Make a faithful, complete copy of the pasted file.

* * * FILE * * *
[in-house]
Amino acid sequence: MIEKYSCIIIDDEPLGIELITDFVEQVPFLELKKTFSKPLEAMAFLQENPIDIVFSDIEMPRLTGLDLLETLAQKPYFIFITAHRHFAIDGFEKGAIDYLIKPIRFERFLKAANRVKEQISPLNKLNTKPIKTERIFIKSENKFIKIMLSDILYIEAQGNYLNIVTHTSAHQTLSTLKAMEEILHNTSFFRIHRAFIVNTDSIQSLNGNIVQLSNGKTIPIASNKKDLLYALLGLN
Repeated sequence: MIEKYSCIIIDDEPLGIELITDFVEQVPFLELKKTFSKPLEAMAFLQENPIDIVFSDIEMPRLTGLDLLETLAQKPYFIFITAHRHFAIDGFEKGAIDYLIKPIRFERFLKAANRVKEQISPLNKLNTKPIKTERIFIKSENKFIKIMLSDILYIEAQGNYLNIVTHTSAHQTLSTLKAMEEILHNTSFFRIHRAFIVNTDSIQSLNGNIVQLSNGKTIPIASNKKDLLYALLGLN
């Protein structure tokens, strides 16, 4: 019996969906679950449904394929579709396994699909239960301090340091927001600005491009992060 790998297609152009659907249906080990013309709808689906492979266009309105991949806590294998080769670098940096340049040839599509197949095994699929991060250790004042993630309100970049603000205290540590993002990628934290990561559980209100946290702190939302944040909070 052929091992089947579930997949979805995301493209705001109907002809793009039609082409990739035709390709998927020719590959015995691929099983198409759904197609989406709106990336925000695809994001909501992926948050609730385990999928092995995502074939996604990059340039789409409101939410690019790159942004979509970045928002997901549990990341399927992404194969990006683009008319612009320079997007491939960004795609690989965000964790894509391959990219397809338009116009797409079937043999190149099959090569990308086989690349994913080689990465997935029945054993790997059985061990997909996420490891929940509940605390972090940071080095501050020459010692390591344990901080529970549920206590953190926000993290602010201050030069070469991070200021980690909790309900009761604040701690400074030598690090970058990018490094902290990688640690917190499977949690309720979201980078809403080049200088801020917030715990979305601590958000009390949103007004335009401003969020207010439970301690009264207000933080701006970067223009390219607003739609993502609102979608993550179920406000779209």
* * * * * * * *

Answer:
[in-house]
Amino acid sequence: MIEKYSCIIIDDEPLGIELITDFVEQVPFLELKKTFSKPLEAMAFLQENPIDIVFSDIEMPRLTGLDLLETLAQKPYFIFITAHRHFAIDGFEKGAIDYLIKPIRFERFLKAANRVKEQISPLNKLNTKPIKTERIFIKSENKFIKIMLSDILYIEAQGNYLNIVTHTSAHQTLSTLKAMEEILHNTSFFRIHRAFIVNTDSIQSLNGNIVQLSNGKTIPIASNKKDLLYALLGLN
Repeated sequence: MIEKYSCIIIDDEPLGIELITDFVEQVPFLELKKTFSKPLEAMAFLQENPIDIVFSDIEMPRLTGLDLLETLAQKPYFIFITAHRHFAIDGFEKGAIDYLIKPIRFERFLKAANRVKEQISPLNKLNTKPIKTERIFIKSENKFIKIMLSDILYIEAQGNYLNIVTHTSAHQTLSTLKAMEEILHNTSFFRIHRAFIVNTDSIQSLNGNIVQLSNGKTIPIASNKKDLLYALLGLN
């Protein structure tokens, strides 16, 4: 019996969906679950449904394929579709396994699909239960301090340091927001600005491009992060 790998297609152009659907249906080990013309709808689906492979266009309105991949806590294998080769670098940096340049040839599509197949095994699929991060250790004042993630309100970049603000205290540590993002990628934290990561559980209100946290702190939302944040909070 052929091992089947579930997949979805995301493209705001109907002809793009039609082409990739035709390709998927020719590959015995691929099983198409759904197609989406709106990336925000695809994001909501992926948050609730385990999928092995995502074939996604990059340039789409409101939410690019790159942004979509970045928002997901549990990341399927992404194969990006683009008319612009320079997007491939960004795609690989965000964790894509391959990219397809338009116009797409079937043999190149099959090569990308086989690349994913080689990465997935029945054993790997059985061990997909996420490891929940509940605390972090940071080095501050020459010692390591344990901080529970549920206590953190926000993290602010201050030069070469991070200021980690909790309900009761604040701690400074030598690090970058990018490094902290990688640690917190499977949690309720979201980078809403080049200088801020917030715990979305601590958000009390949103007004335009401003969020207010439970301690009264207000933080701006970067223009390219607003739609993502609102979608993550179920406000779209």